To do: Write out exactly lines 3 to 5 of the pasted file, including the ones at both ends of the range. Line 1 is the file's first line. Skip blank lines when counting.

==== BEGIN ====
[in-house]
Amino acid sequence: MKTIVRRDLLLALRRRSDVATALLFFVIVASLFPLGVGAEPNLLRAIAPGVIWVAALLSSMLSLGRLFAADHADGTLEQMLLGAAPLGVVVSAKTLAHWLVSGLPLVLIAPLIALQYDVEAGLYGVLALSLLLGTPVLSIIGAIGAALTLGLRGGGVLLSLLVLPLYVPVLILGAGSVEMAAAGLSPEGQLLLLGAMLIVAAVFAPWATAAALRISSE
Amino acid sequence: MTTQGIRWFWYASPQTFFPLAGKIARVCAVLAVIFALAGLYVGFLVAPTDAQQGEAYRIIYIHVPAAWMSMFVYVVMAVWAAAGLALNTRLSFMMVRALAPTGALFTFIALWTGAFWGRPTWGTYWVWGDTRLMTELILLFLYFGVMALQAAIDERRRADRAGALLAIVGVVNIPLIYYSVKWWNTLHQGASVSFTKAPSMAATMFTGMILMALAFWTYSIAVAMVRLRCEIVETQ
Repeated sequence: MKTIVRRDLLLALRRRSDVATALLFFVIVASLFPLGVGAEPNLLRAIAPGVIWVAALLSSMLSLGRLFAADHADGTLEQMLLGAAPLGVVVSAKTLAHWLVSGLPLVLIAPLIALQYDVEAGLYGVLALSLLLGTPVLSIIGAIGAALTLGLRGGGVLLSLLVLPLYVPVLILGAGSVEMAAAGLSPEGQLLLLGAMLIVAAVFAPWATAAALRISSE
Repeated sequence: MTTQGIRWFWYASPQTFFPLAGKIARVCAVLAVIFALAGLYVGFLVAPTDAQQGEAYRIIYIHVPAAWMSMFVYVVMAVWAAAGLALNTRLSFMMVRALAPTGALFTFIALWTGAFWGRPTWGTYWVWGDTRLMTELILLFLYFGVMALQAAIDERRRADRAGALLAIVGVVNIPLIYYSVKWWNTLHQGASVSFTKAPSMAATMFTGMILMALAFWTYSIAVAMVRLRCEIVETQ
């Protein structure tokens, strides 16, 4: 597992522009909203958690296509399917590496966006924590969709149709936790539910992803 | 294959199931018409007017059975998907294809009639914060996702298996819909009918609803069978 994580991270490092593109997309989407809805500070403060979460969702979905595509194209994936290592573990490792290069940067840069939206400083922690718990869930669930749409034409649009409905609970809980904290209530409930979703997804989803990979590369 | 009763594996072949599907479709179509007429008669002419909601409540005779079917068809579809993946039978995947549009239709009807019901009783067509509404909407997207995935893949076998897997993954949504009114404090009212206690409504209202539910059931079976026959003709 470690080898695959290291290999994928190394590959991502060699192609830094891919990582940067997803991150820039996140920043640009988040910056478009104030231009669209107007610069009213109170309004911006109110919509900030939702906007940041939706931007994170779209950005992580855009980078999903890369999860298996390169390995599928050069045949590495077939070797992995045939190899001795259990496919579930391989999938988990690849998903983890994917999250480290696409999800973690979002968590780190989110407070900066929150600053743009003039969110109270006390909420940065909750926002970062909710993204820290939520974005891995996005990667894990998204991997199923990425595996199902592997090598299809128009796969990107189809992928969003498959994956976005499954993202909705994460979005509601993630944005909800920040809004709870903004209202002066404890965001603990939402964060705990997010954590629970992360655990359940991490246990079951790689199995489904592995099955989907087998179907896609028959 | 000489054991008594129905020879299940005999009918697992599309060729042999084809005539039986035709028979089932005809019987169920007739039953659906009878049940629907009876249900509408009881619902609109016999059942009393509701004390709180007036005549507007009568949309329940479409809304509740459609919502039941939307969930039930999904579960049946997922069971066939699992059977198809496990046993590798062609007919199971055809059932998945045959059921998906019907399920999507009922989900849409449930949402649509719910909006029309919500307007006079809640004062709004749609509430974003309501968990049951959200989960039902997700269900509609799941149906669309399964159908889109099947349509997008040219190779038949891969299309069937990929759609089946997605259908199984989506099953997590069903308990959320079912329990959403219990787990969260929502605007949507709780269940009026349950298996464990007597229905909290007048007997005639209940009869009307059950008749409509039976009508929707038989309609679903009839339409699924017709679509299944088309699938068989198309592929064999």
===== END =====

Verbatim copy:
Amino acid sequence: MTTQGIRWFWYASPQTFFPLAGKIARVCAVLAVIFALAGLYVGFLVAPTDAQQGEAYRIIYIHVPAAWMSMFVYVVMAVWAAAGLALNTRLSFMMVRALAPTGALFTFIALWTGAFWGRPTWGTYWVWGDTRLMTELILLFLYFGVMALQAAIDERRRADRAGALLAIVGVVNIPLIYYSVKWWNTLHQGASVSFTKAPSMAATMFTGMILMALAFWTYSIAVAMVRLRCEIVETQ
Repeated sequence: MKTIVRRDLLLALRRRSDVATALLFFVIVASLFPLGVGAEPNLLRAIAPGVIWVAALLSSMLSLGRLFAADHADGTLEQMLLGAAPLGVVVSAKTLAHWLVSGLPLVLIAPLIALQYDVEAGLYGVLALSLLLGTPVLSIIGAIGAALTLGLRGGGVLLSLLVLPLYVPVLILGAGSVEMAAAGLSPEGQLLLLGAMLIVAAVFAPWATAAALRISSE
Repeated sequence: MTTQGIRWFWYASPQTFFPLAGKIARVCAVLAVIFALAGLYVGFLVAPTDAQQGEAYRIIYIHVPAAWMSMFVYVVMAVWAAAGLALNTRLSFMMVRALAPTGALFTFIALWTGAFWGRPTWGTYWVWGDTRLMTELILLFLYFGVMALQAAIDERRRADRAGALLAIVGVVNIPLIYYSVKWWNTLHQGASVSFTKAPSMAATMFTGMILMALAFWTYSIAVAMVRLRCEIVETQ